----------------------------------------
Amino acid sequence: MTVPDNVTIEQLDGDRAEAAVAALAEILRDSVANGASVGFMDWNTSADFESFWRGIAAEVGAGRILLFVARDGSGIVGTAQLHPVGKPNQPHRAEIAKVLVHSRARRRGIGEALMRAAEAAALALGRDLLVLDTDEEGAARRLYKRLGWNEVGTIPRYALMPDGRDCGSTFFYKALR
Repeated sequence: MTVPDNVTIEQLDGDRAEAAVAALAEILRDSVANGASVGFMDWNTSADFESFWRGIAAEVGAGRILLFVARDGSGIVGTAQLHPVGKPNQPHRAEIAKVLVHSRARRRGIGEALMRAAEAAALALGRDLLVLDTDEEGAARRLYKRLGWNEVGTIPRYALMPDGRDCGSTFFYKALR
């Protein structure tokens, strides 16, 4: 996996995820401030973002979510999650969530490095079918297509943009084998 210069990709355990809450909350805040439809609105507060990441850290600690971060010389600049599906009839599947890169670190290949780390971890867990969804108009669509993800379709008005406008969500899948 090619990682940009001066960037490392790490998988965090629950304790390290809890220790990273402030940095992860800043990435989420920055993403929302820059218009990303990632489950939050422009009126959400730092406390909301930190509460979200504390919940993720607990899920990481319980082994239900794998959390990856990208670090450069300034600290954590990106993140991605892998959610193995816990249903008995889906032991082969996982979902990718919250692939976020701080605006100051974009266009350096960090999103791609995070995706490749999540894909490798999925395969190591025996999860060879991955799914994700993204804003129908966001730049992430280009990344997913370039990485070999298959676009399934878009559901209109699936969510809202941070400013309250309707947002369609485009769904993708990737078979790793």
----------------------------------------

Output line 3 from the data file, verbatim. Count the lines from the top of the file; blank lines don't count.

């Protein structure tokens, strides 16, 4: 996996995820401030973002979510999650969530490095079918297509943009084998 210069990709355990809450909350805040439809609105507060990441850290600690971060010389600049599906009839599947890169670190290949780390971890867990969804108009669509993800379709008005406008969500899948 090619990682940009001066960037490392790490998988965090629950304790390290809890220790990273402030940095992860800043990435989420920055993403929302820059218009990303990632489950939050422009009126959400730092406390909301930190509460979200504390919940993720607990899920990481319980082994239900794998959390990856990208670090450069300034600290954590990106993140991605892998959610193995816990249903008995889906032991082969996982979902990718919250692939976020701080605006100051974009266009350096960090999103791609995070995706490749999540894909490798999925395969190591025996999860060879991955799914994700993204804003129908966001730049992430280009990344997913370039990485070999298959676009399934878009559901209109699936969510809202941070400013309250309707947002369609485009769904993708990737078979790793």